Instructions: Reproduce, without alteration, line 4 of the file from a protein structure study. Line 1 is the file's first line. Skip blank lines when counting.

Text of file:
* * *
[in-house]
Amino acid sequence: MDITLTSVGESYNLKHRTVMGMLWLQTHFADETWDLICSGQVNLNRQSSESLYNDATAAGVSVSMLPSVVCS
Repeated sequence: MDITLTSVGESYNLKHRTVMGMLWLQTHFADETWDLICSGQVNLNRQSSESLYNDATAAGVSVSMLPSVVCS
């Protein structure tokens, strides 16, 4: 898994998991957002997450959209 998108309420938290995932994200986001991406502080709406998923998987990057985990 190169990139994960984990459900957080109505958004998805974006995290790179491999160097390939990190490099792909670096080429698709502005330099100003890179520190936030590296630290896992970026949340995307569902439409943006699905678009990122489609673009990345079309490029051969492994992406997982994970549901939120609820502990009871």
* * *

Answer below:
């Protein structure tokens, strides 16, 4: 898994998991957002997450959209 998108309420938290995932994200986001991406502080709406998923998987990057985990 190169990139994960984990459900957080109505958004998805974006995290790179491999160097390939990190490099792909670096080429698709502005330099100003890179520190936030590296630290896992970026949340995307569902439409943006699905678009990122489609673009990345079309490029051969492994992406997982994970549901939120609820502990009871």